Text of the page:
A Scottish Colourist Gift: The Rose and the Lacquer Screen by FCB Cadell

The anonymous gift in 2022 of The Rose and the Lacquer Screen by the Scottish Colourist FCB Cadell (1883-1937) is celebrated by Alice Strang, former senior curator of Modern and Contemporary Art at the National Galleries of Scotland and curator of the exhibition from 2011-2012, The Scottish Colourist Series: FCB Cadell.

Francis Campbell Boileau Cadell Francis Campbell Boileau Cadell, 1883 - 1937. Artist (Self-portrait) About 1914

Some one hundred years after it was made, FCB Cadell’s The Rose and the Lacquer Screen still has the power to stop a viewer in their tracks. ‘Bunty’, as Cadell was affectionately nicknamed, was the youngest of the four artists commonly known as the Scottish Colourists along with J. D. Fergusson, G. L. Hunter and S. J. Peploe. He painted The Rose and the Lacquer Screen in the early 1920s when he was at the height of his creative powers.

In 1920 Cadell moved to 6 Ainslie Place in Edinburgh’s Georgian New Town, about twenty minutes’ walk from the current location of the Scottish National Gallery of Modern Art. His new home was magnificent, set over three principal floors, with two basement levels and an attic. He painted the front door bright blue to annoy his neighbours and took great trouble over the stylish decoration of the house’s interiors.

Francis Campbell Boileau Cadell The Rose and the Lacquer Screen Early 1920's

Walls were painted lilac, whilst floorboards were painted black and polished to a gleaming sheen. Furniture was kept to a minimum, including the distinctive Chinese lacquered screen seen in the new acquisition. Within the painting’s tightly-cropped composition, the screen’s fields of gold and black provide a striking background, whilst the warriors at the upper right suggest a dramatic narrative.

Cadell’s rooms were dressed with fine china, silver and glassware, joined by glamorous props, such as discarded opera cloaks, top hats and black fans. Cadell realised the head of the single stem flower in the mid-ground of The Rose and the Lacquer Screen by way of textured brushstrokes, which contrast with the flatness of its pure green leaves. The rendering of the view through the water in the vase is exceptionally skilful. The black diagonals of the screen lead to the beribboned, closed fan in the foreground, which contrasts with the brilliant blue of the surface on which the still life objects have been placed. An enigmatic gathering of lightly-coloured material at the lower left corner completes the bold and striking image.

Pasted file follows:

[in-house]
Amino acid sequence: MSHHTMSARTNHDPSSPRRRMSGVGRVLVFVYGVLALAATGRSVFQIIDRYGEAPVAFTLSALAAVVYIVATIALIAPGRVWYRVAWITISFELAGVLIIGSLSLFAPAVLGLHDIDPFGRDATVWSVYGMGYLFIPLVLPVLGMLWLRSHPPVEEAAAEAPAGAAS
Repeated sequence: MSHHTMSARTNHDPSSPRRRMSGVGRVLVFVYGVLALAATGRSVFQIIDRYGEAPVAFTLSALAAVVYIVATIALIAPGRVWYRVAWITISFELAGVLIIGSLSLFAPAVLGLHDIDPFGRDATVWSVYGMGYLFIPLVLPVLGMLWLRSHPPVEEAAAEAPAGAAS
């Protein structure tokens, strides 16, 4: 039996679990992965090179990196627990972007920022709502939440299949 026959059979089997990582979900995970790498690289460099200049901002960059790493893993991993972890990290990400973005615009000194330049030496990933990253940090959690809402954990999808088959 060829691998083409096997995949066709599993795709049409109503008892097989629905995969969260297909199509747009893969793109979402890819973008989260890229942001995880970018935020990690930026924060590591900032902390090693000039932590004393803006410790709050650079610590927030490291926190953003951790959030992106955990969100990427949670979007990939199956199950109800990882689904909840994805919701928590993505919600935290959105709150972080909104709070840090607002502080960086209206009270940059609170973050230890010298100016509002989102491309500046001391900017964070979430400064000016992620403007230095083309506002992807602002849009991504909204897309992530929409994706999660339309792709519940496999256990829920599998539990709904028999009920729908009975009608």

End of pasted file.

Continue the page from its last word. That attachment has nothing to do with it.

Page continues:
Francis Campbell Boileau Cadell The Blue Fan About 1922

The tight handling, brilliant palette and suppression of volume in works such as The Rose and the Lacquer Screen and The Blue Fan, of about 1922, embody the Art Deco style before the exhibition from which that term was derived was held in 1925. They are remarkable within Cadell’s practice and within British art of the period.

Francis Campbell Boileau Cadell Portrait of a Lady in Black About 1921

Similar changes from his looser, cooler pre-war work could be seen in Cadell’s contemporary figurative images, such as Portrait of a Lady in Black of about 1921. This depicts his favourite model, the Ainslie Place resident Bethia Hamilton Don Wauchope (1854-1944).

Cadell’s new paintings proved to be controversial. Lady Constance Emmott complained in The Scotsman’s letter page of 24 January 1920 about their ‘flagrant vulgarity and insolent disregard of draughtsmanship’. In contrast, the art critic of the Glasgow Herald praised the ‘undeniable artistry’ of his work shown at the Leicester Galleries in London in 1923, in an exhibition shared with Peploe and Hunter.

As the 1920s progressed, Cadell’s practice developed away from the daring innovation of the start of the decade to images suffused with a calm dignity. However, due to a decline in the art market coupled with a lavish lifestyle, Cadell had to leave 6 Ainslie Place in 1931.

Cadell was elected to the Royal Scottish Academy and the Royal Scottish Society of Painters in Watercolours in the 1930s, and was thus well established as an artist. However, he maintained his entry in Who's Who which listed his recreation as ‘Bed and Billiards’! He continuously lived beyond his means and died in 1937, with an uncashed cheque for £50 from the Alexander Nasmyth Fund for Decayed Scottish Artists amongst his possessions. He is buried in the Dean Cemetery next door to Modern Two.

Blog by Alice Strang.

26 January 2023